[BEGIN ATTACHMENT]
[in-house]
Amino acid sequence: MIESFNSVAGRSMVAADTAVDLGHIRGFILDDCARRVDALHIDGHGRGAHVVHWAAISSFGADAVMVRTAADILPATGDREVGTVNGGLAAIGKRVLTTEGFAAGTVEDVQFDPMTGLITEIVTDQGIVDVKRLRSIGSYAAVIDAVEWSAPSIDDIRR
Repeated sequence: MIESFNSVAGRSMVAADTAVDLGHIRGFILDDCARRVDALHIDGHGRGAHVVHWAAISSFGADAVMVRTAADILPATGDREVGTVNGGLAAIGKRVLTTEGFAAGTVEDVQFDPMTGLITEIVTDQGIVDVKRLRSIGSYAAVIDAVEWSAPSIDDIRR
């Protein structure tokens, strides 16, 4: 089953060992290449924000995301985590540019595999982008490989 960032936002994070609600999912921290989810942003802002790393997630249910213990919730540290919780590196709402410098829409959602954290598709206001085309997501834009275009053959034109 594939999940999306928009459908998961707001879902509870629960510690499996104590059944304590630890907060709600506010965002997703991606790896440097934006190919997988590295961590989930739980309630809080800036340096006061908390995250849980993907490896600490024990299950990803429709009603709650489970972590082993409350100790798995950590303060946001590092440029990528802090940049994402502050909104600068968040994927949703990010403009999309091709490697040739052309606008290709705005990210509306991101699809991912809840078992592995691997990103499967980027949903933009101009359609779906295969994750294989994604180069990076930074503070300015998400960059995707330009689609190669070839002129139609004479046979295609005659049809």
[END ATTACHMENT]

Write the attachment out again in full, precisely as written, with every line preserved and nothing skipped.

[in-house]
Amino acid sequence: MIESFNSVAGRSMVAADTAVDLGHIRGFILDDCARRVDALHIDGHGRGAHVVHWAAISSFGADAVMVRTAADILPATGDREVGTVNGGLAAIGKRVLTTEGFAAGTVEDVQFDPMTGLITEIVTDQGIVDVKRLRSIGSYAAVIDAVEWSAPSIDDIRR
Repeated sequence: MIESFNSVAGRSMVAADTAVDLGHIRGFILDDCARRVDALHIDGHGRGAHVVHWAAISSFGADAVMVRTAADILPATGDREVGTVNGGLAAIGKRVLTTEGFAAGTVEDVQFDPMTGLITEIVTDQGIVDVKRLRSIGSYAAVIDAVEWSAPSIDDIRR
């Protein structure tokens, strides 16, 4: 089953060992290449924000995301985590540019595999982008490989 960032936002994070609600999912921290989810942003802002790393997630249910213990919730540290919780590196709402410098829409959602954290598709206001085309997501834009275009053959034109 594939999940999306928009459908998961707001879902509870629960510690499996104590059944304590630890907060709600506010965002997703991606790896440097934006190919997988590295961590989930739980309630809080800036340096006061908390995250849980993907490896600490024990299950990803429709009603709650489970972590082993409350100790798995950590303060946001590092440029990528802090940049994402502050909104600068968040994927949703990010403009999309091709490697040739052309606008290709705005990210509306991101699809991912809840078992592995691997990103499967980027949903933009101009359609779906295969994750294989994604180069990076930074503070300015998400960059995707330009689609190669070839002129139609004479046979295609005659049809």